Religion & Liberty Online

The spiritual core of liberty

Last week FEE published an essay by economist Dierdre McCloskey titled “The Core of Liberty is Economic Liberty.” McCloskey writes,

[E]conomic liberty is the liberty about which most ordinary people care. True, liberty of speech, the press, assembly, petitioning the government, and voting for a new government are in the long run essential protections for all liberty, including the economic right to buy and sell. But the lofty liberties are cherished mainly by an educated minority. Most people—in the long run foolishly, true—don’t give a fig about liberty of speech, so long as they can open a shop when they want and drive to a job paying decent wages.

In my recent book, Foundations of a Free & Virtuous Society, I argue much the same thing. However — and I don’t think McCloskey would disagree — I point out that, from the economic point of view, all social liberties can be understood as expressions of economic liberty:

[W]ithout free markets, rightly understood [as open markets], we wouldn’t have freedom in society at all. What is freedom of speech if not a free market of speech? What is freedom of the press if not a free market of publication? What is freedom of religion if not a free market of religion? What is democracy if not a free market of politics?

Of course, many in the liberal tradition would be quick to point out that such freedom is not absolute:

The British lord and Roman Catholic John Acton once remarked that “the Catholic notion” of liberty is “not the power of doing what we like, but the right of being able to do what we ought.” Similarly, Benjamin Franklin said that “only a virtuous people are capable of freedom.”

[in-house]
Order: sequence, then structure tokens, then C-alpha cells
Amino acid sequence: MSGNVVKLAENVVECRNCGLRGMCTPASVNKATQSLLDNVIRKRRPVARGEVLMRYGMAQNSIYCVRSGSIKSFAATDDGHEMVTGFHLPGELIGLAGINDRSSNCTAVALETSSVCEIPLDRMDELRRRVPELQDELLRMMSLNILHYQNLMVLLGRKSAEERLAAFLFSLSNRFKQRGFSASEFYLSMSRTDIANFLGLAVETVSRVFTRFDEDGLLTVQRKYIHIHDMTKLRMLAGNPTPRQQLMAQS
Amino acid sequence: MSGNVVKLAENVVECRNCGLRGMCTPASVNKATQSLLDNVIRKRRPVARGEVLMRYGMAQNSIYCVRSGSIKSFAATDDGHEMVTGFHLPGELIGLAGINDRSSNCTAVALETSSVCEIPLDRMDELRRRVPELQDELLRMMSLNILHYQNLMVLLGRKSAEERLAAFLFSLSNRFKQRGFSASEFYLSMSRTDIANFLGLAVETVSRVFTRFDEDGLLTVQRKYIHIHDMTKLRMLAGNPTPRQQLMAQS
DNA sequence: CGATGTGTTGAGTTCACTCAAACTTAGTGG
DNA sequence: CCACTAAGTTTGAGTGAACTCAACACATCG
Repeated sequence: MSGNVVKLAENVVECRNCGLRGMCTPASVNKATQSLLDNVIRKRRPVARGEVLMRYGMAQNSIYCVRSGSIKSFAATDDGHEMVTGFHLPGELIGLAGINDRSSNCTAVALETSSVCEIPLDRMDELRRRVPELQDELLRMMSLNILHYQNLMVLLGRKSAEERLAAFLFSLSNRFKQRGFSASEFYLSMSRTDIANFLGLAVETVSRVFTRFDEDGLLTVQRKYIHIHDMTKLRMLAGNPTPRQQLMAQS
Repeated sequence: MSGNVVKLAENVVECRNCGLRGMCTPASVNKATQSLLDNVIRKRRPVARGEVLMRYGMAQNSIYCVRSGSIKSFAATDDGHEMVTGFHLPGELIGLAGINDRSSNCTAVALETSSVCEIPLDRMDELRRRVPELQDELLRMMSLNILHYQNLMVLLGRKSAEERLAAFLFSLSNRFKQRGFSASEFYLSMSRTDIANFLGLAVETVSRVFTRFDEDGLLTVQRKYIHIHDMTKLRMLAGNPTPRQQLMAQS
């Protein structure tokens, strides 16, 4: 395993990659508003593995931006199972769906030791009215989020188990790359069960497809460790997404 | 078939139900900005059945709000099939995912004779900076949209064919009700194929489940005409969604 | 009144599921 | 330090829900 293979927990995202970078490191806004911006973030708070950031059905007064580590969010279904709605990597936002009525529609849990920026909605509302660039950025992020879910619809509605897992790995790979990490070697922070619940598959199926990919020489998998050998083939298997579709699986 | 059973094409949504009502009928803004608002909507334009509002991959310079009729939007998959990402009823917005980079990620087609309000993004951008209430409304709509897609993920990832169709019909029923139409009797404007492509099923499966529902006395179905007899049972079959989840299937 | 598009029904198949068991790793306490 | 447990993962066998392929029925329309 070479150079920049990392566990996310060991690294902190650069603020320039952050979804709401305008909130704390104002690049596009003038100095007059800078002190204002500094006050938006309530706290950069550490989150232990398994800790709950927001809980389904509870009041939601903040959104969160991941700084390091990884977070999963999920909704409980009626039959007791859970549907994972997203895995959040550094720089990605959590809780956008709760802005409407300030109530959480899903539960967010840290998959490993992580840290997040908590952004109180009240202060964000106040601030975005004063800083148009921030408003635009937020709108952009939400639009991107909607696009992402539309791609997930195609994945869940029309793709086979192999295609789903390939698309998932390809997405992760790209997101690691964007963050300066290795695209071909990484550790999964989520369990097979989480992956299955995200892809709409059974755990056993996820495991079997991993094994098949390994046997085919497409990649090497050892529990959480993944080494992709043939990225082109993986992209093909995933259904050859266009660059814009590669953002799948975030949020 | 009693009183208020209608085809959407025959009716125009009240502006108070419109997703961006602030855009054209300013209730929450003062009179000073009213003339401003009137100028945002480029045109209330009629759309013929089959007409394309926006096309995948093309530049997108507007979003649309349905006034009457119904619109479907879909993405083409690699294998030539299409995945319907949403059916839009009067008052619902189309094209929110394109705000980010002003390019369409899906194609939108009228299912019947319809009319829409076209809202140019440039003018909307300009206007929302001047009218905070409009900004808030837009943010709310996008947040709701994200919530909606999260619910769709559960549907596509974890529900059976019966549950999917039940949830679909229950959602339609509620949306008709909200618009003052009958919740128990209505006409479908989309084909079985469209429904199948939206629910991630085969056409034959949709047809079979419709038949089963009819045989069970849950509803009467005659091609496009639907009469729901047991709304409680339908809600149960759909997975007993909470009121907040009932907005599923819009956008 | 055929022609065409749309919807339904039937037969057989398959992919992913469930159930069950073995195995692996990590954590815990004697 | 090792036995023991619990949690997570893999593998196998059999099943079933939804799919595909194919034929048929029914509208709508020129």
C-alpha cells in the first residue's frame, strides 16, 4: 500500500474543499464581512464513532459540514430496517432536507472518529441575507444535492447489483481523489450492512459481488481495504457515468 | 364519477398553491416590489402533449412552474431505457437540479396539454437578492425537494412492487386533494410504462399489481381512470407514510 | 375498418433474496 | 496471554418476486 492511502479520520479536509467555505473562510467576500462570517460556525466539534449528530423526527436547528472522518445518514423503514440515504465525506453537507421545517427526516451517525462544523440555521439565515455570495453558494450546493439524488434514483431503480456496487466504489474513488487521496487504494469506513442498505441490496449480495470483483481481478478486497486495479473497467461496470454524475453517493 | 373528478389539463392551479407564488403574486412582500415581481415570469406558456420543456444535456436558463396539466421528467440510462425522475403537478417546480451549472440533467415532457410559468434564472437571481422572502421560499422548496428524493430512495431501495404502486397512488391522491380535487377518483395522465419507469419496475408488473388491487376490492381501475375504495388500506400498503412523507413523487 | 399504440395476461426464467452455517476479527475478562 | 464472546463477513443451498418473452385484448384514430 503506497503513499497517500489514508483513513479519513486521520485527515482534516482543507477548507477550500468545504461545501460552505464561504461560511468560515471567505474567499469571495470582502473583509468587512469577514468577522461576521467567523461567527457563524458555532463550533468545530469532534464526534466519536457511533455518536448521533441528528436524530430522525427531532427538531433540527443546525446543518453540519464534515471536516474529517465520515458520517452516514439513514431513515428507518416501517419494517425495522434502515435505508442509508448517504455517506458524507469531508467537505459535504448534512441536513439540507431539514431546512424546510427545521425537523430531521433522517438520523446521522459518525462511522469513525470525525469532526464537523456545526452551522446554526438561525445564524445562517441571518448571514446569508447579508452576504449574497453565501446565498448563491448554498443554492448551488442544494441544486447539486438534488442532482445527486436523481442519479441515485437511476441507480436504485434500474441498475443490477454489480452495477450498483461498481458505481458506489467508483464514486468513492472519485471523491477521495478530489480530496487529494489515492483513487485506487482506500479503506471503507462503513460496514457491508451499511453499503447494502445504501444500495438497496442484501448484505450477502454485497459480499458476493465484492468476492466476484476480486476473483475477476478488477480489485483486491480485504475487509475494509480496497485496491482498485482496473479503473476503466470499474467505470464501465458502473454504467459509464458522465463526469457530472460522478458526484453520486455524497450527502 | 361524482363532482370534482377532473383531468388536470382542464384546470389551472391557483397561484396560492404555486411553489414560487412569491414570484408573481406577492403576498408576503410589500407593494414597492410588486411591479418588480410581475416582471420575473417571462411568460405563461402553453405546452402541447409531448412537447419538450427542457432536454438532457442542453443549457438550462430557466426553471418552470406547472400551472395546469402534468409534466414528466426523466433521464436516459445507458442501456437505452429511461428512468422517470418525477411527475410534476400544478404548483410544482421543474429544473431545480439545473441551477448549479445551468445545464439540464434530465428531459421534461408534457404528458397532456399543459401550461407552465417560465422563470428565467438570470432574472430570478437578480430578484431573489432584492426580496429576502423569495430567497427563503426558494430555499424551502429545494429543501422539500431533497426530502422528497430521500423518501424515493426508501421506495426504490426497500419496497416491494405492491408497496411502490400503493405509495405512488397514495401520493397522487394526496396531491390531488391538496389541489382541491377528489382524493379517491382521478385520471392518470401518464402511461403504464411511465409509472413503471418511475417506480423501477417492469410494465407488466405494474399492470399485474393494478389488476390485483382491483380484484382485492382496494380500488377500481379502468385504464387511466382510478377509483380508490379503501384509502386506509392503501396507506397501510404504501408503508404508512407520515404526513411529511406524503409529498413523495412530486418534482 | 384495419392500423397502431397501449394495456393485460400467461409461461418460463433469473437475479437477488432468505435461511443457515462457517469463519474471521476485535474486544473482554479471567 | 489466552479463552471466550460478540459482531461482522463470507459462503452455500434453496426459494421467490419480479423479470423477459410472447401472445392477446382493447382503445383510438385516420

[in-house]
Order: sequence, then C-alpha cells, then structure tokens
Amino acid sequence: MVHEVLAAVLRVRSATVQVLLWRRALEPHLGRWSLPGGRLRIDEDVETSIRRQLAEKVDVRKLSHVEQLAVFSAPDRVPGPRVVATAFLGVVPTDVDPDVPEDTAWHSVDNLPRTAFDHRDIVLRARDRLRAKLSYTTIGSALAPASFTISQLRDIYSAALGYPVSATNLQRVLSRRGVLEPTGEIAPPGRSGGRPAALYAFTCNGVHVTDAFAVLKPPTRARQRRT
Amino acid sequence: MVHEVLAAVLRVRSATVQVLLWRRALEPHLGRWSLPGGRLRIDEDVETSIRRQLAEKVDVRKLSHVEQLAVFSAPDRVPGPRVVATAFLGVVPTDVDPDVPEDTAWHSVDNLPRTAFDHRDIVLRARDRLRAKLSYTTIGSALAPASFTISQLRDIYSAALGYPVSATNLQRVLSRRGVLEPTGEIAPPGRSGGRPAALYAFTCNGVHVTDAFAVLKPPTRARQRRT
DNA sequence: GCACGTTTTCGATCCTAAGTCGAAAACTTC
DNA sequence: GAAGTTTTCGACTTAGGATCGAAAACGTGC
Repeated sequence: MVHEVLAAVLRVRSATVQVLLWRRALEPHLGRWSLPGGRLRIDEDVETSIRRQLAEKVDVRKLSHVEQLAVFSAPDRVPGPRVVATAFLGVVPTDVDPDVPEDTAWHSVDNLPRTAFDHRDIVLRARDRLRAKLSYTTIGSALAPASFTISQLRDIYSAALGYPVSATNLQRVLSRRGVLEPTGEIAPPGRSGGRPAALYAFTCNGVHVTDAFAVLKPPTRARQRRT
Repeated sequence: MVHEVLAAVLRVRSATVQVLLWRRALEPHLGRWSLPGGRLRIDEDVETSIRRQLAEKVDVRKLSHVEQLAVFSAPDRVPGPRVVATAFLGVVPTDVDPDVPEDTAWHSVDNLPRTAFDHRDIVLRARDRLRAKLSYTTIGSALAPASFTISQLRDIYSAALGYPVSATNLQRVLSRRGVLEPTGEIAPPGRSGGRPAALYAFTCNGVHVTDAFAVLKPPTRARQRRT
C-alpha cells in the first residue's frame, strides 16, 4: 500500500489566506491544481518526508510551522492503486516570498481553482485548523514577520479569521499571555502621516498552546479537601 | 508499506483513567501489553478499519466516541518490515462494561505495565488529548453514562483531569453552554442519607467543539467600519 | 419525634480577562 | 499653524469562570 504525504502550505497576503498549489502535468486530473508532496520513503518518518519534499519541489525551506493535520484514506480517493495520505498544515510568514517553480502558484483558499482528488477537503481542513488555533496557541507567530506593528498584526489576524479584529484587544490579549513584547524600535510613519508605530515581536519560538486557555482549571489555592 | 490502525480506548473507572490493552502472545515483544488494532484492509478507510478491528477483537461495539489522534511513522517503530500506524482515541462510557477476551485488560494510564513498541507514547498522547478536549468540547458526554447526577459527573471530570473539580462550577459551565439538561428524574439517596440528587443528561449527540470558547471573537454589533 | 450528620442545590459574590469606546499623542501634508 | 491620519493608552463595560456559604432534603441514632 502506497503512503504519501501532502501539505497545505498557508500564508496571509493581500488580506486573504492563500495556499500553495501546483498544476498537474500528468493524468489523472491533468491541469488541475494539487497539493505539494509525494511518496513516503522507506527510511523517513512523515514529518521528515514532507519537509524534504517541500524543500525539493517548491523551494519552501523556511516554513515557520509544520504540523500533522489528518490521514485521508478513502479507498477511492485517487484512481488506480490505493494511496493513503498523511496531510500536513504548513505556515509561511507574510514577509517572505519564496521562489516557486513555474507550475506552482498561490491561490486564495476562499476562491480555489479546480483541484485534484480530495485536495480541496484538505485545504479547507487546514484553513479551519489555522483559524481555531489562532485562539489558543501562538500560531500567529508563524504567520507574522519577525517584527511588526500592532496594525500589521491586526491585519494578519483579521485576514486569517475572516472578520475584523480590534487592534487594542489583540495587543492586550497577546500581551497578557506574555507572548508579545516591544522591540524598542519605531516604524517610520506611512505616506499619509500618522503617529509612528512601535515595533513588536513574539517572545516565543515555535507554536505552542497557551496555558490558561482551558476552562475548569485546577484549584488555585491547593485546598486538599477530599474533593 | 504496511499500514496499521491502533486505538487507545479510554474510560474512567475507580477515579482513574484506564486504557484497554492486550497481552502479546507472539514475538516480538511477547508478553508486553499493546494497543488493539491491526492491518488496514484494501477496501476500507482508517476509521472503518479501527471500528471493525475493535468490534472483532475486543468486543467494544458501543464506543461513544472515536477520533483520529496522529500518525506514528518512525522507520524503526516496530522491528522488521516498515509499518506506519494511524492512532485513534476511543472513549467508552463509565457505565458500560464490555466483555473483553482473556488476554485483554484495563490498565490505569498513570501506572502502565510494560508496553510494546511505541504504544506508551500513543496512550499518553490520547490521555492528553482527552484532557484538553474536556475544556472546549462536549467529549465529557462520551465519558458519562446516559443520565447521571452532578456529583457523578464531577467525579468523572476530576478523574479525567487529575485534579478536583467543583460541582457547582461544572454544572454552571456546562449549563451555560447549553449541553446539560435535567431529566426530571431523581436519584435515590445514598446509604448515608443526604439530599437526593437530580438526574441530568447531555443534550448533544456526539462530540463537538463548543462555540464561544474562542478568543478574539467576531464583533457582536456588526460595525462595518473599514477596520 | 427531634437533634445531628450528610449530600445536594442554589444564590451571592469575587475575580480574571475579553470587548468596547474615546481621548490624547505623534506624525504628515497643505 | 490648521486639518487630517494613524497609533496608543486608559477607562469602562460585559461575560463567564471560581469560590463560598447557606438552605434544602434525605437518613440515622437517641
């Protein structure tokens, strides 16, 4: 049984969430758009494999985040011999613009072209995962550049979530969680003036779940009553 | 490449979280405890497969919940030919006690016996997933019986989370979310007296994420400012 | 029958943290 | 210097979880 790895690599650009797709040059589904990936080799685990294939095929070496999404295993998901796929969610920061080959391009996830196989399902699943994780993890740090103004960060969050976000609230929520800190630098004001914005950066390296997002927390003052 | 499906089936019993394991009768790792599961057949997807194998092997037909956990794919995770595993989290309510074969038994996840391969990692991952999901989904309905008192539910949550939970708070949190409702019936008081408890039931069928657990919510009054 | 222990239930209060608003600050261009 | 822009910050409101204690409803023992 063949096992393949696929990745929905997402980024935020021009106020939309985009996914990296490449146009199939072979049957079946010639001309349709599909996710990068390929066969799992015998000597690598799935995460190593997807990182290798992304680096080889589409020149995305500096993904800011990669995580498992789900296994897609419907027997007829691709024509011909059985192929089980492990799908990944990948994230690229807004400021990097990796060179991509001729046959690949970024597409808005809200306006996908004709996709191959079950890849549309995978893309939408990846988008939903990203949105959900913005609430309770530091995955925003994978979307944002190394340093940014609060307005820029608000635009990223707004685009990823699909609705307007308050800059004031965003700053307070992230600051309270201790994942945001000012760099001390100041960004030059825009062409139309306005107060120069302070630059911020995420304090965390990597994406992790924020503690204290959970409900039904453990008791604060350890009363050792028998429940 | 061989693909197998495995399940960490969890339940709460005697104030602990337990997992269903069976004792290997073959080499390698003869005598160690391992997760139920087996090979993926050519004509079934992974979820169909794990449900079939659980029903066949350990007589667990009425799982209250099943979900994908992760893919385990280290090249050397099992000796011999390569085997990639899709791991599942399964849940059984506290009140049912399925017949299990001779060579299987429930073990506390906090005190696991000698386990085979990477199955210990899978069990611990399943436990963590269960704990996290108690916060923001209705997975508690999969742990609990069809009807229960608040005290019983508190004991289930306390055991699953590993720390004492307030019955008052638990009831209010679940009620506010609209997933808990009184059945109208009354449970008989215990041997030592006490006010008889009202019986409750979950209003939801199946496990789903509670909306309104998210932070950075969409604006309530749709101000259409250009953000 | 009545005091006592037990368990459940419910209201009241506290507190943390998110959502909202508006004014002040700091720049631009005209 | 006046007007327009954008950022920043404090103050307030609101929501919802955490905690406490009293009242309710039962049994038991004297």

That qualification noted, I think it is worthwhile to furthermore ask not simply “What is the core of liberty?” but “Where can the core of liberty be found?”

At first, it might appear that these are just two ways of putting the same question. They are not. Historically and developmentally — though not without exceptions — economic liberty is usually one of the last that a civilization embraces (the other late-comers being press freedom and full democracy).

The typical first-comer is religious liberty. As I wrote a few years ago for Public Discourse, “A country that values and protects religious liberty offers fertile soil for economic liberty to flourish.”

I continued to note,

Religious bodies and organizations cannot be considered free from government restriction without private property rights, freedom of exchange, and equal treatment before the law. Granting such rights certainly does not equate to liberalizing an entire economy, but it can be an important first step.

Indeed, we could add freedom of speech and press to that list as well. Societies that respect religious liberty create a sphere in which all other social liberties are present as well.

While the logical core of liberty in society may be best understood through an economic lens, the history of liberty suggests that the spiritual core of liberty flows from the nature and rights of conscience. As Acton once defined it, “Liberty is the reign of conscience.”

The Roman Catholic saint Pope John Paul II understood this well, writing in 1991,